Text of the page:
Arts, poems and songs run in the blood of all the Kurds and are not confined to a certain age. Music is one of the main features of Kurdish culture. Kurdish music is rooted in the historical and epic realities of this great tribe. It’s been part and parcel of Kurdish life from the distant past. Many consider Kurdistan a cradle of music and mysticism. Kurdish music is very much similar to the ancient Persian music.

SOUNDBITE [Persian] Javad Gharaee, Host: “Good job, ma’am. She’s singing an old song about the SirvanRiver that sounds more like a lullaby.”

Narration: Kurds are a merry people. And to maintain that lively and cheerful disposition, members of the tribe get together during certain seasons in what looks like a party on a very large scale. More than anything, the ceremony allows relatives to meet each other all in one place and consolidates unity and friendship among the people of the village. In a show of unity, men hold hands in the ceremony and do a traditional dance to Kurdish music; an indication of fervor, dynamism, and love among the Kurds.

SOUNDBITE [Persian] Javad Gharaee, Host: “This unique contraption you see here, I never thought it would be a mouse-trap. A very, very old mouse-trap. Before the modern-day mouse-traps arrived, they made their own traps out of wood here, which should’ve been a very difficult thing to do. Inside these, they’d place walnuts. When the naughty mice of Kurdistan got into the houses, they would get in here to steal the walnuts. Once they went down there to take the walnuts, these heavy wooden cylinders, would fall onto them and do away with them once and for all.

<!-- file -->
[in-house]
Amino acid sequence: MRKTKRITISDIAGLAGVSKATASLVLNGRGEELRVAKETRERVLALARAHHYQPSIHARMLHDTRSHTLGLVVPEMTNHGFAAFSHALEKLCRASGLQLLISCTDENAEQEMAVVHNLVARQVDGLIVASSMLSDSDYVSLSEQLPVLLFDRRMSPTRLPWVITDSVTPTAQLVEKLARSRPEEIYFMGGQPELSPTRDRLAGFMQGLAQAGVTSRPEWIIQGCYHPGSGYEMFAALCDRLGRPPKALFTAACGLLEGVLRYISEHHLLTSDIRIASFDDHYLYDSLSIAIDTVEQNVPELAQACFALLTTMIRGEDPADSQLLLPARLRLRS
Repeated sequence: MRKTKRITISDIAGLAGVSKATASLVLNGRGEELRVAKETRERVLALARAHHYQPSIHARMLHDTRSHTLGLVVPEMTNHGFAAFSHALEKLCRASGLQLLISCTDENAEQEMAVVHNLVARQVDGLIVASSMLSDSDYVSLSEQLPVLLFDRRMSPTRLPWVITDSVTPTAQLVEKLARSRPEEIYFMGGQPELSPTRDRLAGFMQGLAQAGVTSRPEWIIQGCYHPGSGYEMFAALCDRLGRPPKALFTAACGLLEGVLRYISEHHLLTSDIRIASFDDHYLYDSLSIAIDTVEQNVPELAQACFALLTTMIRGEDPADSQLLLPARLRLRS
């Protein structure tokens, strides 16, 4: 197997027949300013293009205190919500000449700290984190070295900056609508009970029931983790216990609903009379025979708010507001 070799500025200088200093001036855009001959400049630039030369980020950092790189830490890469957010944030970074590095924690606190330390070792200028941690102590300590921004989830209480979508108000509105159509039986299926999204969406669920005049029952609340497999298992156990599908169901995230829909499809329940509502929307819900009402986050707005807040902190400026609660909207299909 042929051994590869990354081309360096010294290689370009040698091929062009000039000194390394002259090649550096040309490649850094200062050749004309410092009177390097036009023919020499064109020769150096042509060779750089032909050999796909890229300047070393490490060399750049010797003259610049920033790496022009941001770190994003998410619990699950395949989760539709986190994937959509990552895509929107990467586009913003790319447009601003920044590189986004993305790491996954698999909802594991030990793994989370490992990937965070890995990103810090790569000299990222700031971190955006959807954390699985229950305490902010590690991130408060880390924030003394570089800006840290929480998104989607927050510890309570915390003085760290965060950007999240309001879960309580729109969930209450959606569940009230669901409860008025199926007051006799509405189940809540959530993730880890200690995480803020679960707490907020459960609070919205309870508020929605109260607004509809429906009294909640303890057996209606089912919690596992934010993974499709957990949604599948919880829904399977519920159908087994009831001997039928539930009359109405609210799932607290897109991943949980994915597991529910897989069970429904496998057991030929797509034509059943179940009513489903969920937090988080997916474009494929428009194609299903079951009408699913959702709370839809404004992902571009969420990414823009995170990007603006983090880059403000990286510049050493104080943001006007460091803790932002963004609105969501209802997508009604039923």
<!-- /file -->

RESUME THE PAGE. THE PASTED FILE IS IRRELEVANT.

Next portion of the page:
Huh! It rained for five minutes. Rained poured down on this whole area for five minutes. And it came after two months. Before that, they’d only had rain a couple of times. A drought is reigning supreme in this area. The weather is just so fresh after only five minutes of rain. It’s fragrant with the scent of rain, of these trees and of soil. It’s an absolutely amazing moment. Sand and dust had been hoveringover this area for a whole week….Over the Zagros mountain range, inside the valleys of Kurdistan….But all it took was five minutes of rain to rid the area of the dust and bring about such great weather. I wish you were all here. The weather is just great. You are looking at a beautiful view of Naav village.”

CONVERSATION [Persian] Javad Gharaee & Local People: “- Thank you very much. You’ve been very kind to me.

- It was our pleasure.

- Very kind of you. I’m going to miss you my friend.

- You, too. Don’t mention it. God be with you. Here’s something for you to remember us by. Here you are.

- Thank you so much. Kelashes, right!

- Yes, Kelashes.

- Kelashes! A pair of Kelashes. Thank you very much indeed.”

Narration: What I observed during my trip to Uramanatwere people of honor and lovers of nature. Nature that’s a manifestation of God on earth. A region with a rich art, history and culture. All I wished for forthis ancient land was for its valuable assets to be preserved for future generations without us leaving any trace of ourselves on them.